Historical Social Research

Current Issue: Energy Crises

HSR Vol. 39 (2014) No. 4:
Special Issue: The Energy Crises of the 1970s.

Frank Bösch & Rüdiger Graf (Eds.): The Energy Crises of the 1970s. Anticipations and Reactions in the Industrialized World.

The oil crisis of 1973 has often been described as an essential caesura in the history of Western industrialized nations and even the world as a whole. Understanding the formation of energy policies as reactions to the anticipation of future energy situations, the articles in this volume challenge the common understanding of the first oil crisis as a global turning point. They do so by extending the perspective on the 1970s energy crises in three dimensions. First of all, they situate the first oil crisis within a longer time frame, often starting in the 1960s and then examining the second oil crisis at the end of 1979. Secondly, they focus not on oil alone, but integrate other sources of energy into the picture: coal, nuclear, and gas. This widened perspective accounts for the fact that “energy” emerged as a coherent field of knowledge and policy in the 1970s. Finally, this volume assumes an international perspective including studies on Western as well as on socialist countries. Thereby it positions the energy crises within the history of the Cold War and asks how “global” the transnational flow of oil and the oil crises truly were.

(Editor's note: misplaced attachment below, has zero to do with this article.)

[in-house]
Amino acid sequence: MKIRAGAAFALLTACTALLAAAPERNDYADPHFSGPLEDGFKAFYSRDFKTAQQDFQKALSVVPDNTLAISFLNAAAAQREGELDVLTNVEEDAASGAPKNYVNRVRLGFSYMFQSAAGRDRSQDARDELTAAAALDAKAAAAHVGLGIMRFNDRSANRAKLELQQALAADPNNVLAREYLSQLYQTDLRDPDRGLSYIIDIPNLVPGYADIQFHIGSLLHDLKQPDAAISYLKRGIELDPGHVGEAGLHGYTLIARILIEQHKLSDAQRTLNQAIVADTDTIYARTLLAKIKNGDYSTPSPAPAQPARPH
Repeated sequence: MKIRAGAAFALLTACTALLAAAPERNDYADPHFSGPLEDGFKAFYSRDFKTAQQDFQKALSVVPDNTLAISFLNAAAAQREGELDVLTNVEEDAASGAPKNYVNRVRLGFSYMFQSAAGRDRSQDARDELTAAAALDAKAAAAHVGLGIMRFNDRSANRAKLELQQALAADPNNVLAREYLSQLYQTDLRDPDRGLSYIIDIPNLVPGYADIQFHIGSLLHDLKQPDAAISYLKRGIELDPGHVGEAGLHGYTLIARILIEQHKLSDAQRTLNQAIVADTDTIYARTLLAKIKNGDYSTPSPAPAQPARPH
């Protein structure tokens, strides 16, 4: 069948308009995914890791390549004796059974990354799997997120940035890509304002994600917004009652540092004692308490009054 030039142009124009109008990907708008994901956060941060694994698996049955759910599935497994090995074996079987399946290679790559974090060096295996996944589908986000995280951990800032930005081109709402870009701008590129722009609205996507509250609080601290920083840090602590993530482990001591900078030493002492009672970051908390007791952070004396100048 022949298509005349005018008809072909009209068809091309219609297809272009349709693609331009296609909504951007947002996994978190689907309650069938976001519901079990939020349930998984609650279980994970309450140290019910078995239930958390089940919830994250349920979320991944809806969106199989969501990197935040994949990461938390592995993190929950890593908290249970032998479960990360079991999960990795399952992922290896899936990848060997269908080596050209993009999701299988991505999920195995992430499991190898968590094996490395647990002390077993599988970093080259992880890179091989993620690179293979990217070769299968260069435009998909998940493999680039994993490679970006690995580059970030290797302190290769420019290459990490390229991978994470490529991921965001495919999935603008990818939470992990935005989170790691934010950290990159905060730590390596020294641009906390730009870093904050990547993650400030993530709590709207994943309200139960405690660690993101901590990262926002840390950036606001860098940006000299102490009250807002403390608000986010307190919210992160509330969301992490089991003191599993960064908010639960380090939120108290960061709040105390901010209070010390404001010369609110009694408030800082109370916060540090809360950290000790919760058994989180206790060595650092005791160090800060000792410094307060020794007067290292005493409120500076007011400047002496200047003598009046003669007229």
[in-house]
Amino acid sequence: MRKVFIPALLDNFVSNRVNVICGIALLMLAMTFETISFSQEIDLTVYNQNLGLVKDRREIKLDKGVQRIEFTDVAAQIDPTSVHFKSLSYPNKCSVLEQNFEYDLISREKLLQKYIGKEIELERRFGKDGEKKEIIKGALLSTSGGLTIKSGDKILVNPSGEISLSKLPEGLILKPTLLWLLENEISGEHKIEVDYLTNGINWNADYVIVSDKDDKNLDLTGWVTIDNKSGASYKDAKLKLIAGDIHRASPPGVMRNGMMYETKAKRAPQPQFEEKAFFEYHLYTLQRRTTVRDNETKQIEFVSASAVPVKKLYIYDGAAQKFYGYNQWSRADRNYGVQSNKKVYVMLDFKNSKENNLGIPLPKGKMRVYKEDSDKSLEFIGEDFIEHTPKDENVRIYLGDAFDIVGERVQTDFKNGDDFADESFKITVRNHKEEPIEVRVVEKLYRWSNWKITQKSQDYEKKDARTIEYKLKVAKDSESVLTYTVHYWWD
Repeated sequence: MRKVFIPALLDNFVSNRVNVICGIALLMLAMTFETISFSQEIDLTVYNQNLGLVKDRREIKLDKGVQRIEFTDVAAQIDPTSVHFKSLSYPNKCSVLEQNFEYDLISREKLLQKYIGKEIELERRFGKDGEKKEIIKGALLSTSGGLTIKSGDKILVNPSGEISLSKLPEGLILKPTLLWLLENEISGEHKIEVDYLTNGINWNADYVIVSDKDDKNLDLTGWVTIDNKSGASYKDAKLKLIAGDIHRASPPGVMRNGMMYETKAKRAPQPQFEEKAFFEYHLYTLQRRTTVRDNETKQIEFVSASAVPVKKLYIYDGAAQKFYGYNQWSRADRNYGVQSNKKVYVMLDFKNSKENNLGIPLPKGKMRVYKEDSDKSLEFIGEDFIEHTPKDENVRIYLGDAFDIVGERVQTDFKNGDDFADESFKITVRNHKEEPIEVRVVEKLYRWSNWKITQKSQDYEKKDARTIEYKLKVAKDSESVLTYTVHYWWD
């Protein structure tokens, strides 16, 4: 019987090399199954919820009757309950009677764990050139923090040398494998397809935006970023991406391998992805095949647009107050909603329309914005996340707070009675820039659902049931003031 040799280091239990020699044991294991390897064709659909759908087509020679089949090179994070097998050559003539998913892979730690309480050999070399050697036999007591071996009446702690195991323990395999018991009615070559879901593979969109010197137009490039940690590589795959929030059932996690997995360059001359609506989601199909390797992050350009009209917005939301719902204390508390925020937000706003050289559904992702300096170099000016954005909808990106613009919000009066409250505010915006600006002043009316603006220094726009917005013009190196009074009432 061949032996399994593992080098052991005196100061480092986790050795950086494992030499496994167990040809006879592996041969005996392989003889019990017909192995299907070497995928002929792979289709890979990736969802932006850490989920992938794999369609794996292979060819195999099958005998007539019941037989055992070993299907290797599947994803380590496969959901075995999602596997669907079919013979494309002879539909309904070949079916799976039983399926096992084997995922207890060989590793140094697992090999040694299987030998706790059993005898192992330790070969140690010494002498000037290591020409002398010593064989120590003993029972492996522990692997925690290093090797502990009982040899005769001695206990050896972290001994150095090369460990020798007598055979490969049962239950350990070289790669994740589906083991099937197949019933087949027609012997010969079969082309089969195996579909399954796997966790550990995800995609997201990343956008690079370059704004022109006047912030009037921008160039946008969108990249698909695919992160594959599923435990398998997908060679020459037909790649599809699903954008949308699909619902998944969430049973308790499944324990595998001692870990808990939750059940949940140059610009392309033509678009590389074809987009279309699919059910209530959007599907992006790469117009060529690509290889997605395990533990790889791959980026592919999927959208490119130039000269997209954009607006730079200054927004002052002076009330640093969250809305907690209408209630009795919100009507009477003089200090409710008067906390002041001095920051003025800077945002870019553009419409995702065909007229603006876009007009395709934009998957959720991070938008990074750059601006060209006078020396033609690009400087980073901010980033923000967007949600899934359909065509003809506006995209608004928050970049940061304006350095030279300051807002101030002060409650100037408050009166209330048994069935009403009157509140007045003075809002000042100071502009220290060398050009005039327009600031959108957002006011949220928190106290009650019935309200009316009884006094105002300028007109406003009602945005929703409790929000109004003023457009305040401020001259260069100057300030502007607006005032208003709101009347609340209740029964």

Furthermore, this HSR contains a Mixed Issue.

[Order]

39.4 - Table of Contents & Abstracts

39.4 - Table of Contents & Abstracts

Special Issue: The Energy Crises of the 1970s
  • Frank Bösch & Rüdiger Graf: Reacting to Anticipations: Energy Crises and Energy Policy in the 1970s. An Introduction. [Abstract]
  • Robert D. Lifset: A New Understanding of the American Energy Crisis of the 1970s. [Abstract]
  • Rüdiger Graf: Claiming Sovereignty in the Oil Crisis. “Project Independence” and Global Interdependence in the United States, 1973/74. [Abstract]